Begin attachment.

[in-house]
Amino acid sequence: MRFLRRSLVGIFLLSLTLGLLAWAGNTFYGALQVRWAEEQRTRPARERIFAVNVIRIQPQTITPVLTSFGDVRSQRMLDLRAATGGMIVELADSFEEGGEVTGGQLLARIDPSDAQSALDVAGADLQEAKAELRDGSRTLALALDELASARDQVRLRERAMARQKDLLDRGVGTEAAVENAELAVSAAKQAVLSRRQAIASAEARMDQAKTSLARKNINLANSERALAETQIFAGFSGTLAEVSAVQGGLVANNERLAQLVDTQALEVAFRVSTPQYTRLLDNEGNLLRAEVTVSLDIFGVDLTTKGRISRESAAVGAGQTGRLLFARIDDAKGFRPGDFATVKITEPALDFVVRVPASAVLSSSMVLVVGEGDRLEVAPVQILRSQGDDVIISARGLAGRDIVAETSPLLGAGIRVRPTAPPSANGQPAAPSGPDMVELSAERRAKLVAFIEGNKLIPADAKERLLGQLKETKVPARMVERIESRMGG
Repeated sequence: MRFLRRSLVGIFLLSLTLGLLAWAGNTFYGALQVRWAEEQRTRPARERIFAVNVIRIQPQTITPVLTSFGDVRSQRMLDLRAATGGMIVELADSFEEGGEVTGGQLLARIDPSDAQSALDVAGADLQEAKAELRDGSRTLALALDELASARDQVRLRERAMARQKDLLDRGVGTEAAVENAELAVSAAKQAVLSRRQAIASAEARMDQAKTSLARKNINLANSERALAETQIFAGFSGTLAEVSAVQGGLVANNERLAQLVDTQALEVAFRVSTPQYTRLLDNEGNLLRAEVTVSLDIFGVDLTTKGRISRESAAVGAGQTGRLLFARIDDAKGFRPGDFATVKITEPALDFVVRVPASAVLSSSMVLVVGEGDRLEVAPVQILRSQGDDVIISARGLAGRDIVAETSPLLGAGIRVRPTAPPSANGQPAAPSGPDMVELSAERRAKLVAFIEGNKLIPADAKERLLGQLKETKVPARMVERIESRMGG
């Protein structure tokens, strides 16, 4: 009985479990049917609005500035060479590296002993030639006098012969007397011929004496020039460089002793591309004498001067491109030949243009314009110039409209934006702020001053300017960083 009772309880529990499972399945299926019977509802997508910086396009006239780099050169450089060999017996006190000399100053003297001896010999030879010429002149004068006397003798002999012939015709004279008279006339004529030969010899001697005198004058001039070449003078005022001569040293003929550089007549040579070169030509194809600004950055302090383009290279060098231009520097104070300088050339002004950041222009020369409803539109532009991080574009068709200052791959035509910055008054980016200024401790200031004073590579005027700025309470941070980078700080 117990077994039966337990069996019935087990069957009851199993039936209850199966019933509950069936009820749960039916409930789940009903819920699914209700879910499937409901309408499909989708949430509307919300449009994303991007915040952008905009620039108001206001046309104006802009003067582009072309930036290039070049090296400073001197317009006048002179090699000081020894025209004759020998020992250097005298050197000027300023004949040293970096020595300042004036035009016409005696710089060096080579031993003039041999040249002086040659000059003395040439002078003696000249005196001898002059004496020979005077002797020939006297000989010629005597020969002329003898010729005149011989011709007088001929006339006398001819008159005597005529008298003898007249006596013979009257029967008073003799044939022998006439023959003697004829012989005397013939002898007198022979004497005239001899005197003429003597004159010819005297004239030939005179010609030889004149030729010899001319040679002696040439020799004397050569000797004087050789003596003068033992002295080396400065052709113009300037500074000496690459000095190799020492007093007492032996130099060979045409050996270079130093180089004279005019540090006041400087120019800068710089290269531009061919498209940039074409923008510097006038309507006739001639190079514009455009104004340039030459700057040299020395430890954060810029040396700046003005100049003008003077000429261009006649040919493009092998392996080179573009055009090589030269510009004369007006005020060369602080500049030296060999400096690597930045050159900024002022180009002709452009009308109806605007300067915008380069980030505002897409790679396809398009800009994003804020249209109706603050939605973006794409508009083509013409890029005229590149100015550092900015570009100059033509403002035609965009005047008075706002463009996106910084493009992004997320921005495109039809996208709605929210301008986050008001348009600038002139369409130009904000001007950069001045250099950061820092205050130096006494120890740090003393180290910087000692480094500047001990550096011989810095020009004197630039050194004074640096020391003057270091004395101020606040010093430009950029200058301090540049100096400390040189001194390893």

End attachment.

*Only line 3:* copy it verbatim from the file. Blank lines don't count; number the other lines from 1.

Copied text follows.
Repeated sequence: MRFLRRSLVGIFLLSLTLGLLAWAGNTFYGALQVRWAEEQRTRPARERIFAVNVIRIQPQTITPVLTSFGDVRSQRMLDLRAATGGMIVELADSFEEGGEVTGGQLLARIDPSDAQSALDVAGADLQEAKAELRDGSRTLALALDELASARDQVRLRERAMARQKDLLDRGVGTEAAVENAELAVSAAKQAVLSRRQAIASAEARMDQAKTSLARKNINLANSERALAETQIFAGFSGTLAEVSAVQGGLVANNERLAQLVDTQALEVAFRVSTPQYTRLLDNEGNLLRAEVTVSLDIFGVDLTTKGRISRESAAVGAGQTGRLLFARIDDAKGFRPGDFATVKITEPALDFVVRVPASAVLSSSMVLVVGEGDRLEVAPVQILRSQGDDVIISARGLAGRDIVAETSPLLGAGIRVRPTAPPSANGQPAAPSGPDMVELSAERRAKLVAFIEGNKLIPADAKERLLGQLKETKVPARMVERIESRMGG